Centennial Park is the home to many residents – birds, fish, eels, spiders, bugs, flying foxes and possums amongst others. While this mix usually co-exists well, occasionally the balance can be upset and one of our residents may need some help. Like little Lang. Here’s Lang’s story.
Our trees are a home and adventure playground for many possums, however back in March this year, a park visitor brought a baby possum to our Rangers’ attention. The park visitor had come across a baby possum who was being attacked by birds.
After a little TLC, our Parklands Ranger wrapped the baby possum and took him to a nearby vet for a bit of a once-over.
After some attention by the vet, little Lang was transferred to June, a volunteer at the wonderful organisation, WIRES.
A few months pass…
And then come July…
June reports that Lang is well. He’s over 1kg in weight now (adults grow to around 2.5 kg). The WIRES volunteers have been feeding him native plants and introduced him to an aviary to encourage him to develop his climbing and jumping skills.
With this progress and growth we plan to return Lang to Centennial Park in 4-6 weeks.
Injured animals in Centennial Parklands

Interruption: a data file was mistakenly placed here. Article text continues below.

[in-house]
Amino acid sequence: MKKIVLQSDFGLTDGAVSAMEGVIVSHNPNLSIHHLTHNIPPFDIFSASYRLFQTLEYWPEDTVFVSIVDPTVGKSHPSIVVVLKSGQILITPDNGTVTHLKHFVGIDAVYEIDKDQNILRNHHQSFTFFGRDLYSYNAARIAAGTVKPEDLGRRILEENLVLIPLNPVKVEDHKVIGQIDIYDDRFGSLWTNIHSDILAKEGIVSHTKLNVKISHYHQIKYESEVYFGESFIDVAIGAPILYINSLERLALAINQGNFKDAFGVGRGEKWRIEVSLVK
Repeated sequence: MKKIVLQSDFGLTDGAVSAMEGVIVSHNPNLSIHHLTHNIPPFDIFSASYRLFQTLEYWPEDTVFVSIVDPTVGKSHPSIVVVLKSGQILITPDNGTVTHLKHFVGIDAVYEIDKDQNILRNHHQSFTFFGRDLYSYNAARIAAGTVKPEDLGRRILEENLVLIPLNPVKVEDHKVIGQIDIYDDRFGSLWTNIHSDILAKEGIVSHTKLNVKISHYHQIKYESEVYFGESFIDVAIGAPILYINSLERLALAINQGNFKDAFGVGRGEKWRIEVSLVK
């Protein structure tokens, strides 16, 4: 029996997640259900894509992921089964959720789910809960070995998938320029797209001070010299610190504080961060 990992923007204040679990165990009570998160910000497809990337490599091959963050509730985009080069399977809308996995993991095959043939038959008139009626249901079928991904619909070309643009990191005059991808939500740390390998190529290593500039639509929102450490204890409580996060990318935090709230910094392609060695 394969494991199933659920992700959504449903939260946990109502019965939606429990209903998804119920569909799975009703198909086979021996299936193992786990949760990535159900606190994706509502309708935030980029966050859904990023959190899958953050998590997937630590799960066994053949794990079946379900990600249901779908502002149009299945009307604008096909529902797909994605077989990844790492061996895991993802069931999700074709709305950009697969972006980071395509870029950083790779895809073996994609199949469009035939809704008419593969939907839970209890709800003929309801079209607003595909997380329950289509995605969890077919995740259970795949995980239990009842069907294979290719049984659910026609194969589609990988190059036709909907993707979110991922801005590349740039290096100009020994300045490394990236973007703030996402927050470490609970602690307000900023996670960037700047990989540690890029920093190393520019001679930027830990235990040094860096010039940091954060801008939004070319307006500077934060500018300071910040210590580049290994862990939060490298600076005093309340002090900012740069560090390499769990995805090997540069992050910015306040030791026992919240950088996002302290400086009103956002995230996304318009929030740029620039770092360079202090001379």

While this ended up a heartwarming story, there is a more serious element to it that we all should be aware of. If you come across injured animals and birds in the Parklands, please let one of our Rangers know, and we do not encourage you to approach or touch it.
Not only are our Rangers trained to handle such birds and animals, but there are good reasons why it’s not your or the animals interest:
- the animal / bird may be injured but see you as a threat. In such instances, they may lash out or try to bite in self-protection.
- if it is a baby animal / bird, the parent(s) may not be far away, and you approaching their baby may be seen as a threat.
- it is important for our Rangers to know where the animal / bird is found, as in some instances the tree or part of the Park it is found in may be its natural home – and is the place we will repatriate the injured creature too after recovery.
- while low risk, there is still the chance some animals may carry a disease that may be passed to humans if you are scratched.
Also, this is one of the key reasons dog walkers must keep their dogs on-leash in certain areas of the Parklands.
If you are a regular visitor to the Parklands, save our Rangers’ 24-hour number in your phone in case you come across injured wildlife: 0412 718 611.